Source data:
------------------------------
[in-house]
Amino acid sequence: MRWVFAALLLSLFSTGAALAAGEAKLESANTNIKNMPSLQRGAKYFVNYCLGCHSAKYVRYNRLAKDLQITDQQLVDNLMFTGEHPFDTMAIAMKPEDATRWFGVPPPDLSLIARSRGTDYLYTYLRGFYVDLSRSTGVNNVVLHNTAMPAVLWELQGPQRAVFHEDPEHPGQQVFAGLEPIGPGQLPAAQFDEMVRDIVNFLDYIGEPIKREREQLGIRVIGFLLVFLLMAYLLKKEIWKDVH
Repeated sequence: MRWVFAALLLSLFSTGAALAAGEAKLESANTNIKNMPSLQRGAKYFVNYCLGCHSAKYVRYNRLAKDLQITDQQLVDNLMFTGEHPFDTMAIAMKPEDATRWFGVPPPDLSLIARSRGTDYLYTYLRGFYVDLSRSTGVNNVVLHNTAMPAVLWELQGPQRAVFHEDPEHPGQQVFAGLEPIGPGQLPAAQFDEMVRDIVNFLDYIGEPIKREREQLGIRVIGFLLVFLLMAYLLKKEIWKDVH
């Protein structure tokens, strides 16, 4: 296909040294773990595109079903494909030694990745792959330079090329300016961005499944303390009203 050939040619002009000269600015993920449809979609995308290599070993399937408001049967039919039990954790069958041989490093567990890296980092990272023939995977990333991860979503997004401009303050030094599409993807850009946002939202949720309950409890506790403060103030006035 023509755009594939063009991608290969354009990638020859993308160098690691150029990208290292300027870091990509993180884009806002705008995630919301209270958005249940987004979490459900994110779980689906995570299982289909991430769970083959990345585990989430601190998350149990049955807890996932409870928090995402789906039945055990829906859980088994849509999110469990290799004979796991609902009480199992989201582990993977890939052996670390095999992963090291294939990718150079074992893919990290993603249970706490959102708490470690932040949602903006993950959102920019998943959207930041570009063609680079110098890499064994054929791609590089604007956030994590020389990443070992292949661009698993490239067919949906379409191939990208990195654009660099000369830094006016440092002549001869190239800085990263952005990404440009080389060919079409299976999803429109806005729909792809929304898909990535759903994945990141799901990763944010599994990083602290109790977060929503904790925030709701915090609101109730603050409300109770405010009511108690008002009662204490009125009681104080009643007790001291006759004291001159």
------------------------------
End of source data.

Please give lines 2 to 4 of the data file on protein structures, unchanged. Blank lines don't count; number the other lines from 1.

Amino acid sequence: MRWVFAALLLSLFSTGAALAAGEAKLESANTNIKNMPSLQRGAKYFVNYCLGCHSAKYVRYNRLAKDLQITDQQLVDNLMFTGEHPFDTMAIAMKPEDATRWFGVPPPDLSLIARSRGTDYLYTYLRGFYVDLSRSTGVNNVVLHNTAMPAVLWELQGPQRAVFHEDPEHPGQQVFAGLEPIGPGQLPAAQFDEMVRDIVNFLDYIGEPIKREREQLGIRVIGFLLVFLLMAYLLKKEIWKDVH
Repeated sequence: MRWVFAALLLSLFSTGAALAAGEAKLESANTNIKNMPSLQRGAKYFVNYCLGCHSAKYVRYNRLAKDLQITDQQLVDNLMFTGEHPFDTMAIAMKPEDATRWFGVPPPDLSLIARSRGTDYLYTYLRGFYVDLSRSTGVNNVVLHNTAMPAVLWELQGPQRAVFHEDPEHPGQQVFAGLEPIGPGQLPAAQFDEMVRDIVNFLDYIGEPIKREREQLGIRVIGFLLVFLLMAYLLKKEIWKDVH
């Protein structure tokens, strides 16, 4: 296909040294773990595109079903494909030694990745792959330079090329300016961005499944303390009203 050939040619002009000269600015993920449809979609995308290599070993399937408001049967039919039990954790069958041989490093567990890296980092990272023939995977990333991860979503997004401009303050030094599409993807850009946002939202949720309950409890506790403060103030006035 023509755009594939063009991608290969354009990638020859993308160098690691150029990208290292300027870091990509993180884009806002705008995630919301209270958005249940987004979490459900994110779980689906995570299982289909991430769970083959990345585990989430601190998350149990049955807890996932409870928090995402789906039945055990829906859980088994849509999110469990290799004979796991609902009480199992989201582990993977890939052996670390095999992963090291294939990718150079074992893919990290993603249970706490959102708490470690932040949602903006993950959102920019998943959207930041570009063609680079110098890499064994054929791609590089604007956030994590020389990443070992292949661009698993490239067919949906379409191939990208990195654009660099000369830094006016440092002549001869190239800085990263952005990404440009080389060919079409299976999803429109806005729909792809929304898909990535759903994945990141799901990763944010599994990083602290109790977060929503904790925030709701915090609101109730603050409300109770405010009511108690008002009662204490009125009681104080009643007790001291006759004291001159």